Both assertions are wildly speculative and require that certain beliefs are correct about the ancient, martian past. One such premise relies on the idea that while life on Mars may very well have gained an early foothold, enough geologic changes happened over a relatively short period of time, that whatever organisms existed, were abruptly cut short.
It is demonstrably true that on Earth, life began soon after a molten crust cooled and lots of water lay about as large, inland seas. Prior even to the arrival of oceans. To suggest that the same events took place on Mars is not only likely, but highly probable. We may never know the answer, at least in the foreseeable future. Not until humans ultimately explore the martian surface, both above and below.
For the time being, the multitude of roving probes, orbiting cameras and measuring devices, tend to indicate, and strongly so, that if life ever began on Mars, it ended just as quickly. Had it not, the evidence today, whether microscopic or tree size, should have already been overwhelming.
The reason such an assertion is probably more true than false, lies in an imaginary scenario whereby life began in much the same way on Mars, as it did on Earth. So far, so good. We then postulate what happened next, over a relatively short period of time. On Earth, the first bacteria, with their ability to mutate, adapt and evolve quickly, and spread by winds, sea and ocean currents, soon occupied a wide variety of planet-wide locations. It wasn't long before nearly every square mile of water, and eventually the land itself, was veritably saturated, inundated with living, squirming, mutating, ever evolving bits of organic flotsam and jetsam.
Meanwhile on Mars, possibly before they did on Earth, these same life processes were equally as active and prolific. As martian temperatures slowly dropped lower, as the atmosphere gradually thinned, as its oceans eventually dried up and magnetic field vanished, life should have, could have, found a way. Via any and all manners of mutation and adaptation, with Darwinian natural selection in full swing, life ought to have persevered. But it didn't. Something halted everything everywhere, with no second chances.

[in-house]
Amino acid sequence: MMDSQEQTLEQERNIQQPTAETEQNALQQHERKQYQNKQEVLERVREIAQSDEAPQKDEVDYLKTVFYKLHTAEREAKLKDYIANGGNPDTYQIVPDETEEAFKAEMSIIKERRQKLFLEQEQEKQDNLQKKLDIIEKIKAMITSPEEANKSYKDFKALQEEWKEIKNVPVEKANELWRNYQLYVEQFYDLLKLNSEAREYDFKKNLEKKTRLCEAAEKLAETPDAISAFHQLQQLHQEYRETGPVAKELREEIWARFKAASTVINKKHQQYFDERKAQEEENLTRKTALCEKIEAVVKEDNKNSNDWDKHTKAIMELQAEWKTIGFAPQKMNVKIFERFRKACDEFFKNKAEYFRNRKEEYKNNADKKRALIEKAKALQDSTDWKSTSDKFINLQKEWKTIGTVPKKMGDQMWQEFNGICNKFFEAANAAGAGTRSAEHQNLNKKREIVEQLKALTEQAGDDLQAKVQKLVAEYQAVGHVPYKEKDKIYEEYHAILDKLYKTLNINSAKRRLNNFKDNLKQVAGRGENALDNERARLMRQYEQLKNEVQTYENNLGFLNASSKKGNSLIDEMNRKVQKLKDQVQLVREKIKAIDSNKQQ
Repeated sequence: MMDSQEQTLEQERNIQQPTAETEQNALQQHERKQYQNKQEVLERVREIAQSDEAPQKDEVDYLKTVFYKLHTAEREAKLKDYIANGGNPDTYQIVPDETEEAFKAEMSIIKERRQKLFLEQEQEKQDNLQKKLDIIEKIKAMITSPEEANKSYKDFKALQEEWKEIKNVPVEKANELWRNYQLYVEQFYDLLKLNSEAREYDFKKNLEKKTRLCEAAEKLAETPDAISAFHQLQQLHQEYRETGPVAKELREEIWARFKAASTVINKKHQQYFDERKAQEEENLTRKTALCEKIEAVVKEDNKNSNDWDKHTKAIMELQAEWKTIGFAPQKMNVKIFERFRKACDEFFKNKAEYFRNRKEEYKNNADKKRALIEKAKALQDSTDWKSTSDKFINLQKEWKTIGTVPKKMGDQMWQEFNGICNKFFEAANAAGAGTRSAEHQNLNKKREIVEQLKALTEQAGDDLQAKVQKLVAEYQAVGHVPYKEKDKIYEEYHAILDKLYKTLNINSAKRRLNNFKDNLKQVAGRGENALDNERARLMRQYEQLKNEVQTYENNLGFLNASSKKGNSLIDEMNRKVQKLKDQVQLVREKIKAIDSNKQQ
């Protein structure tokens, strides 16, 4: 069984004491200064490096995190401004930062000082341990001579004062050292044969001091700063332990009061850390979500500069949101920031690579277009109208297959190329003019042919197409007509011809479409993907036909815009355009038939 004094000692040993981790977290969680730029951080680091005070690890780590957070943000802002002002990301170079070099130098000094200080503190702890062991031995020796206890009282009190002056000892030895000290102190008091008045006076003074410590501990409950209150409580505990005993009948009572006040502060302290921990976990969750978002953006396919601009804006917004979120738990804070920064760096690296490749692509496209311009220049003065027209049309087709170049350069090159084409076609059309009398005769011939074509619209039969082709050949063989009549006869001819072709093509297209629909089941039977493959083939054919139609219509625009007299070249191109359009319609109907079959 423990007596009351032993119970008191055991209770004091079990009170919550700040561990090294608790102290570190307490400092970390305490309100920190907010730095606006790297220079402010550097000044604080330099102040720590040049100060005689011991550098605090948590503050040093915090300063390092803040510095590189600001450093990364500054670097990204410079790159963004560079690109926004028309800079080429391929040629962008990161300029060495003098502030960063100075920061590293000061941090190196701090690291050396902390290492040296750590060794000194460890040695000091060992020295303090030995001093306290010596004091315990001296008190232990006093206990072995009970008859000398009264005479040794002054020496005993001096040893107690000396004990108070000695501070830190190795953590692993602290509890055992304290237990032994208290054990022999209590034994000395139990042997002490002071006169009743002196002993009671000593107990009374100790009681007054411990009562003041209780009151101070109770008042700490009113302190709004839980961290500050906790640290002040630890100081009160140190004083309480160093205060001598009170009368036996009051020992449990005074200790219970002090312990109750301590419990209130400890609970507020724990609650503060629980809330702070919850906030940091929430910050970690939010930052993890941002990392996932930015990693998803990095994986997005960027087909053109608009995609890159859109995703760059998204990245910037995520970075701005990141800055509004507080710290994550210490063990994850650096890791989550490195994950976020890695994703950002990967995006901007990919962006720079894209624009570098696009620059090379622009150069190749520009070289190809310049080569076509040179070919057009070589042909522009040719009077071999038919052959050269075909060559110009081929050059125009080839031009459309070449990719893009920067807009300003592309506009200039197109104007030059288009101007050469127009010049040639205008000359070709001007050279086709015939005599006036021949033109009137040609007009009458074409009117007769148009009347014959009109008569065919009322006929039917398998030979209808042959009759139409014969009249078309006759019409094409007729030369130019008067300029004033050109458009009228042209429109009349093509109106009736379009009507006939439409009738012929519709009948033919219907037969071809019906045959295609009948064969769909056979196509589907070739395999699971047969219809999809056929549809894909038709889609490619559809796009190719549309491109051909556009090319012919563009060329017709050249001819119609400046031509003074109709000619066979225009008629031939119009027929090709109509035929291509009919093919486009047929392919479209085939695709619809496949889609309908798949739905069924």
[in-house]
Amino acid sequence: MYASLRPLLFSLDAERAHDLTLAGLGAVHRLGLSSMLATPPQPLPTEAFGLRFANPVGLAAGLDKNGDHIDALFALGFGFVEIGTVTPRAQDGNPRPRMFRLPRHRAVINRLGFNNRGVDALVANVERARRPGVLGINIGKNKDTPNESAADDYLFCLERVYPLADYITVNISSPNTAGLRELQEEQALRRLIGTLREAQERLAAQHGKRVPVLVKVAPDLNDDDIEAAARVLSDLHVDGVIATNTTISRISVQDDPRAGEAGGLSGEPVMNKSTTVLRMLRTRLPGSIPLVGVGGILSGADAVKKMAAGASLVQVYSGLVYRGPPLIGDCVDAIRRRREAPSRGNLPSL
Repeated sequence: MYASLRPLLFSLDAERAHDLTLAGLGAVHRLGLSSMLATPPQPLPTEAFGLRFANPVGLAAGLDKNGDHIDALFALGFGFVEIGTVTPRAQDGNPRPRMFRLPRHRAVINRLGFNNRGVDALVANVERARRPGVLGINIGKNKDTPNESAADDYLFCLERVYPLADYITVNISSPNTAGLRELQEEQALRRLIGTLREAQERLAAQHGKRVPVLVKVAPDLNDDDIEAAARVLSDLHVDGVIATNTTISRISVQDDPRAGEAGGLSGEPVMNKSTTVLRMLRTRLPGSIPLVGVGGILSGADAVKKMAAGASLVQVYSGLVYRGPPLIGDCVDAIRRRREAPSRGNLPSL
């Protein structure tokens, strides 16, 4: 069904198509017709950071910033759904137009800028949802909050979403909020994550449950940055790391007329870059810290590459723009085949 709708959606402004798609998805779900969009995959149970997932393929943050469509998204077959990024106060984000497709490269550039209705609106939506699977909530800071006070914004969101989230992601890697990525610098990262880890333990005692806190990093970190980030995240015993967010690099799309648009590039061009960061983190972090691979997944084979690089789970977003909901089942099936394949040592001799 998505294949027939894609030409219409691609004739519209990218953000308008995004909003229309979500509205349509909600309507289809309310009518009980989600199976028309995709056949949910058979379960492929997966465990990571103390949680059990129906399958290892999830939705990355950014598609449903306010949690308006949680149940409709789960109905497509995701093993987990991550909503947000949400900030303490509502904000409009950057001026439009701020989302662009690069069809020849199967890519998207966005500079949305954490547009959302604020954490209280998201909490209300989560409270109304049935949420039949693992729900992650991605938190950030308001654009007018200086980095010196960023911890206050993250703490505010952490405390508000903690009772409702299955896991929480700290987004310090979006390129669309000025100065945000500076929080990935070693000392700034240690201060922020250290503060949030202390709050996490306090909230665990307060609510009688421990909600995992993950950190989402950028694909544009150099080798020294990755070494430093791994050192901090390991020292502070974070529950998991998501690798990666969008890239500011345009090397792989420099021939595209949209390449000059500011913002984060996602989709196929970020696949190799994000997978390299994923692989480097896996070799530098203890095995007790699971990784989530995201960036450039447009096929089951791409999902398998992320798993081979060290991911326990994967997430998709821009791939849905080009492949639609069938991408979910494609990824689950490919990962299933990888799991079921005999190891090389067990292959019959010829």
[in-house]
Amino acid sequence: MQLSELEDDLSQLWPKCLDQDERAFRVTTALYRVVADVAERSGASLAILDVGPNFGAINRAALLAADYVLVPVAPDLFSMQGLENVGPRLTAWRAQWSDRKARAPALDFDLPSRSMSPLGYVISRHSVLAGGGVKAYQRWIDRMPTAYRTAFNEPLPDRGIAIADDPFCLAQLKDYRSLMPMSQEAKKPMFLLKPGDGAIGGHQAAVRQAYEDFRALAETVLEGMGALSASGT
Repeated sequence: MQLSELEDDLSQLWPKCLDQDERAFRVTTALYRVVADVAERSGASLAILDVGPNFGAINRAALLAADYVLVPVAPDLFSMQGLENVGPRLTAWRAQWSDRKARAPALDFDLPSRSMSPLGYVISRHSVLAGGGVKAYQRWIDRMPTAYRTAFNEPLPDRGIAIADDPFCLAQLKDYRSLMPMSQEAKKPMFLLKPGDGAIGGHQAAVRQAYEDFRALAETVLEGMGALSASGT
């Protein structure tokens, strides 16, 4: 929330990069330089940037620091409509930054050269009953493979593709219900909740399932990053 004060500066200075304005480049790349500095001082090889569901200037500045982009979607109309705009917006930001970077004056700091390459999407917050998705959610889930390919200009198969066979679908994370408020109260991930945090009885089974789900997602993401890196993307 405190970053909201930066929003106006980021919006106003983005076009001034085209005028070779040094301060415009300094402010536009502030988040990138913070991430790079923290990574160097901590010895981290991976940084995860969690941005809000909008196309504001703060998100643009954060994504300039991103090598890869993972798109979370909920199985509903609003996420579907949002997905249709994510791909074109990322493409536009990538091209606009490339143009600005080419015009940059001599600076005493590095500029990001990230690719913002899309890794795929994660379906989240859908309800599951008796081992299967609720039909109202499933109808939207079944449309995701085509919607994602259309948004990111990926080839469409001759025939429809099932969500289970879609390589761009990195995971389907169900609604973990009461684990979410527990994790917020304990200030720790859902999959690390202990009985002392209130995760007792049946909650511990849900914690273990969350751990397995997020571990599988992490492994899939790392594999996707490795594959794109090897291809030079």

Either that, or things never got started to begin with. Given this as the more likely scenario, we would expect to find on Mars exactly what has been found. Which is to say nary an inkling of anything whatsoever. This does not bode well for what lies ahead as we explore the balance of the solar system. Lots of enthusiasm has been expressed over what amazing discoveries yet await us, that yet lie in wait amid the subterranean oceans of any number of mysterious moons orbiting much larger, less hospitable parent planets.
But another theory, however, that life came to Earth from elsewhere, maybe beyond the solar system itself, may hold the key answers to all our questions. If both the lands and seas of Earth were seeded by comets and asteroids, then the warm oceans beneath the frozen surfaces of Jupiter and Saturn's satellites were probably sheltered from the bountiful gifts of their distant visitors.
On Earth and Mars, the spores of life took root, were fruitful and multiplied. Venus and Mercury were much too hot and no green thumb, natural or otherwise, ever stood a chance. But things were just right on Earth.
And they almost were on Mars as well. But not quite. The martian oceans were a little too salty, maybe. The summers didn't last quite long enough. Winters a smidgeon too cold. For now, who knows the reasons?
One thing's for sure. For now. No one is answering the phone or taking our messages.
"Hello? Hello, can you hear us now? Hello?!"